Friday, December 9, 2011

An observation about ns1687037

Hans Mittleman test various optimization software packages on his benchmark website. One of the test  problems is ns1687037. An inspection of that problem reveals many constraint blocks of the form

R0002624: 5.015e+004 C0024008   ....+ C0025749 = 5.0307748e+007
R0002625: 0e+000 <= - C0025749 + C0025750
R0002626: 0e+000 <= C0025749 + C0025750
R0002627: 1.9877659e-008 C0025750 - C0025751 = 0e+000
                  C0025749 is free

These constraints implies

 -C0025750  <=  C0025749 <=  C0025750
1.9877659e-008 C0025750  = C0025751

and hence

1.9877659e-008   abs( C0025749)  <= C0025751

In other words variable C0025749 is an elastic/penalty variable for constraint R0002624. Moreover, we see variable C0025751 is identical 1.0e-8 of the elastic variable in constraint R0002624. Now the right hand side of constraint R0002624 is 10^7 and hence it is more or less the rounding error that is penalized. That makes me wonder if that model provides reliable results or does what the author wants!

Wednesday, November 23, 2011

A follow up on lower bounds on fill-in

This is an follow up on my previous post on lower bounds on the fill in when doing a sparse Cholesky factorization.

I posted my question to the NA-NET and below is a commented version of the replies I got.

Sivan Toledo pointed out the paper:

  • A Polynomial Approximation Algorithm for the Minimum Fill-In Problem
  • A. Natanzon, R. Shamir and R.Sharan
  • SIAM Journal on Computing, Vol. 30, No. 4, pp. 1067-1079 (2000)

and mentioned there might be a paper by Phil Klein. Most likely it is the report:
and the paper
  • Cutting down on fill using nested dissection: provably good elimination orderings 
  • Ajit Agrawal, Philip N. Klein, and R. Ravi 
  • Graph Theory and Sparse Matrix Computation, edited by A. George, J. Gilbert, and J. W. H. Liu, volume 56 in the IMA Volumes in Mathematics and its Applications, Springer-Verlag (1993), pp. 31-55.
A related work to the above work the Wee-Liang  Heng with the title: "Approximately Optimal Elimination Orderings for Sparse Matrices".  I have printed copy somewhere but cannot locate it now.

The above mentioned work provides algorithm for computing a good  symmetric permutation. However, to the best of my knowledge they are not used in practice but definitely something that I should check out.

Esmond Ng replied and said it is hard to come up with lower bounds general matrices but mentioned bounds can be obtained for special matrices. The relevant papers are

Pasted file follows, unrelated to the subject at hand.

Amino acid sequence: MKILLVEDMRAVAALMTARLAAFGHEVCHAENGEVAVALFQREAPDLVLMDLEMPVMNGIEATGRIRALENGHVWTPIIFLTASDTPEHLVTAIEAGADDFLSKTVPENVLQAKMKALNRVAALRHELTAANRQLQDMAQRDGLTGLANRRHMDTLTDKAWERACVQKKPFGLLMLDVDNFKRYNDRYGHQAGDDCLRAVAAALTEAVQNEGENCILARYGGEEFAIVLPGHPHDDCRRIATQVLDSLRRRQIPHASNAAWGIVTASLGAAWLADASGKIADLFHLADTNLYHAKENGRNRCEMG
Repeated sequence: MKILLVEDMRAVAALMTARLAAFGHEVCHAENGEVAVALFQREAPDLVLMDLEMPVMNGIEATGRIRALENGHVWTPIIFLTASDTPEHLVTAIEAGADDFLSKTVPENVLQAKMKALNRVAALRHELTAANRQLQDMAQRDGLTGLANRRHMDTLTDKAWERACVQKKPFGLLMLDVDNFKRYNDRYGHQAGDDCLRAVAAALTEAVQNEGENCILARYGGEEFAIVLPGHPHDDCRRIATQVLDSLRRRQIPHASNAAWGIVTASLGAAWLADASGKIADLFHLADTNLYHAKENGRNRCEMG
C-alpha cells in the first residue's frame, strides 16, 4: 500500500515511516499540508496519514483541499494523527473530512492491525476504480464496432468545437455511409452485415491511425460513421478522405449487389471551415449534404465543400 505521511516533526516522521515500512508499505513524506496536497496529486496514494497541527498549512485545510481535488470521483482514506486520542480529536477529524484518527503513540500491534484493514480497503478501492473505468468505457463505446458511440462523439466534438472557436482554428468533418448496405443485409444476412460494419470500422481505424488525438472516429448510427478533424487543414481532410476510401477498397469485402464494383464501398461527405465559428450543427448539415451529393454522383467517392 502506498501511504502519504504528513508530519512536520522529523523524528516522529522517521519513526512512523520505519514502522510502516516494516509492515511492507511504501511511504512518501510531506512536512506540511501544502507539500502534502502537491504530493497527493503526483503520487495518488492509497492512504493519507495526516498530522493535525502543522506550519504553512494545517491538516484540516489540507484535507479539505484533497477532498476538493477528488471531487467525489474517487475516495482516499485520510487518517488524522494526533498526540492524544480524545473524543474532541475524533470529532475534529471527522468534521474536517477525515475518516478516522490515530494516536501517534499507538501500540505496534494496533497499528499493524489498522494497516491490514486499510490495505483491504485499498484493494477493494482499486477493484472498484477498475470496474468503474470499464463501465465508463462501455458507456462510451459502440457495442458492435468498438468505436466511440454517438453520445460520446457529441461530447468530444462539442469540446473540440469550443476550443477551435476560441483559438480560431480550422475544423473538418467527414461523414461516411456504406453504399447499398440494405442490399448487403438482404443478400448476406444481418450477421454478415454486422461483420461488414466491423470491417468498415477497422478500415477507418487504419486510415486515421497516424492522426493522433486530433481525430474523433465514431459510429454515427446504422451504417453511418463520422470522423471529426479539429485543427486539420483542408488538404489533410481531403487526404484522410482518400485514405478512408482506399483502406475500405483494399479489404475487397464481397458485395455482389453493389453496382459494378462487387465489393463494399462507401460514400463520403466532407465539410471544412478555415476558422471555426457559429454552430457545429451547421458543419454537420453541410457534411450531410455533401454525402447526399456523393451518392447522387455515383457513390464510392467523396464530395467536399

• Complexity Bounds for Regular Finite Difference and Finite Element Grids
  • Hoffman, Alan J.; Martin, Michael S.; Rose, Donald J.
  • SIAM Journal on Numerical Analysis, vol. 10, no. 2, pp. 364-369.
  • Nested Dissection of a Regular Finite Element Mesh 
  • A. George
  • SIAM J. Numer. Anal. 10, pp. 345-363.
I am aware of this work but I am was mainly looking for information about general matrices since the matrices I experience in MOSEK almost always never have grid structure. MOSEK is an optimization package and hence the underlying applications are mostly from economics and planning which give rise to very different matrices than those coming from physics applications. 
Jeff Ovall point a diffrent line of research in his reply:
If you are willing to relax your notion of fill-in a bit, then I may be able to point you in a helpful direction.  Instead of thinking of fill-in in terms of putting non-zeros where their used to be zeros, one can also think of it as (slightly) increasing the rank of low-rank blocks.  For example, the inverse
of the tridiagonal matrix with stencil (-1,2,-1) has no non-zero entries, but the rank of any off-diagonal block is precisely one, so the "fill-in" in this sense is small (requiring only O(n log n) storage instead of n^2).  Hierarchical matrices (Hackbusch, Grasedyck, Boerm, Bebendorf, ... ) exploit this notion of low-rank fill-in not only to compress the "important" information in a matrix, but also to maintain a compressed format while performing factorizations (LU, Cholesky).  From the algebraic point of view, it is the Rank-Nullity Theorem which implies that inverses of sparse matrices will have large blocks which are of low rank.  If the LU-factorization is thought of block-wise, then  this theorem also has something to say about the ranks of the blocks which appear, though it is not obvious to me how to get sharp lower-bounds.  The paper: 
  • The interplay of ranks of submatrices
  • Strang, G. & Nguyen, T. 
  • SIAM Rev., 2004, 46, 637-646 (electronic)